FORTUNE -- "We may have underestimated Apple Inc.'s (AAPL) progress in China."
So begins a story in the International Business Times Friday reporting on the numbers in the first attached chart.
They come from an Upstream survey of 4,505 smartphone customers in five emerging markets in which respondents were asked what brand they hoped to buy next. Apple edged out Samsung 32% to 29% overall. The gap was considerably wider in China, where 42% said they wanted their next phone to be an iPhone.
How can this be? Apple's share of smartphone sales in China last quarter, according to IDC, was a slim 7%.
As part of a study of customer loyalty, WDS researchers surveyed 3,000 smartphone customers in the U.S., U.K. and Australia. Fully 76% of iPhone owners said they were sticking with Apple. Samsung came in second at 58%. No other smartphone manufacturer managed to break 40%.
By contrast, Samsung was the favorite choice of "switchers." Among customers who were switching smartphone brands or coming from a feature phone, 34% bought Samsungs vs. 24% Apple iPhones.
"This metric speaks a lot to the marketing might of Samsung," said WDS's Tim Deluca-Smith. "The company has been very successful in developing solid relationships with almost every mobile operator on the planet and then building devices to a variety of price-points. This exposes the Samsung portfolio to an enormous base of potential customers."
That sounds like Samsung.
An earlier consumer retention study by Consumer Research Intelligence Partners found that among people who switched smartphone brands, Apple was able to take three times as many Samsung customers (33%) as Samsung was able to steal from Apple (11%)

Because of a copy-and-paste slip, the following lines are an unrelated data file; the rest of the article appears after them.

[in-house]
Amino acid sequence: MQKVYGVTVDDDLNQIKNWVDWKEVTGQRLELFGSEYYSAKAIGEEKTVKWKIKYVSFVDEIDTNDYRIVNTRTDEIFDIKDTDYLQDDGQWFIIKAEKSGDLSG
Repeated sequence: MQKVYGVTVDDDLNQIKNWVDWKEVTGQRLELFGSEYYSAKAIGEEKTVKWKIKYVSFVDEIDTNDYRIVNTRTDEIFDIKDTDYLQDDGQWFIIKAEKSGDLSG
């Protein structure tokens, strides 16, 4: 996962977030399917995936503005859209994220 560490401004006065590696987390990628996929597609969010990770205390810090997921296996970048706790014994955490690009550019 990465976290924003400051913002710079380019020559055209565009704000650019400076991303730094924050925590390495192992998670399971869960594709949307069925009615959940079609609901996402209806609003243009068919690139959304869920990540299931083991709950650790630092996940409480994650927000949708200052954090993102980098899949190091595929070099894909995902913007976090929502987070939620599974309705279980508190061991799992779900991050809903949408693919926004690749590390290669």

One more data point. The Upsteam survey found that although nearly a third of customers in the developing world covet the iPhone, they download their apps and other content from Google (GOOG) Play (40%) or directly from their mobile operator (26%). Only 28% are currently using Apple's App Store -- although judging from Upstream's litany of complaints, that could change:
These [non-Apple] app stores are not without their frustrations. Results from the report show that the most prevalent app store problem experienced by emerging market consumers is the high level of promotional messages received (24%), suggesting that users are not amenable to in-app advertising. Furthermore the data revealed difficulty in navigating app stores to find downloadable content (24%) is another primary frustration. For example, 1 in 5 respondents point out that app stores have a lack of personalised suggestions (20%) and 1 in 10 (11%) say a major problem with current app stores options is the lack of payment methods offered when purchasing content. With many emerging market consumers not having access to credit cards, it will be the app stores that cater to all payment methods that will achieve widespread success.
Catering to all price points and payment methods is not exactly Apple's forte.
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For developing nations that can't afford high-cost infrastructure, the solution may be simple: Cut the cord.
By Benjamin Schenkel, contributor
FORTUNE -- It's one thing to bring fiber-optic cable to the coast of a landmass; it's quite another to then build that network into the interior of that landmass. Without much infrastructure already in place, the cost of new broadband cables is extremely high. The result is a bitter irony: Those MOREJul 16, 2012 5:00 AM ET
Forty five minutes with the man who took over when Steve Jobs stepped down
For those of you who missed Tim Cook's keynote presentation at the Goldman Sachs Technology and Internet Conference in San Francisco Tuesday, the audio is still available in QuickTime on Apple's (AAPL) website here.
For those who prefer to read than to listen, we've posted an edited transcript of his remarks below the fold.
Corrections most appreciated.Philip Elmer-DeWitt - Feb 15, 2012 5:38 AM ET
As icons go, the likes of Bill Gates and Steve Jobs have been around for a long time. It may very well be time to look for titans in other fields.
By Kenneth M. Scigulinsky
FORTUNE -- The Internet age has brought advances in productivity, made technology available the world over and created many millionaires and billionaires. The past few decades also made cover boys of an entire generation of tech stars. MOREAug 29, 2011 2:22 PM ET
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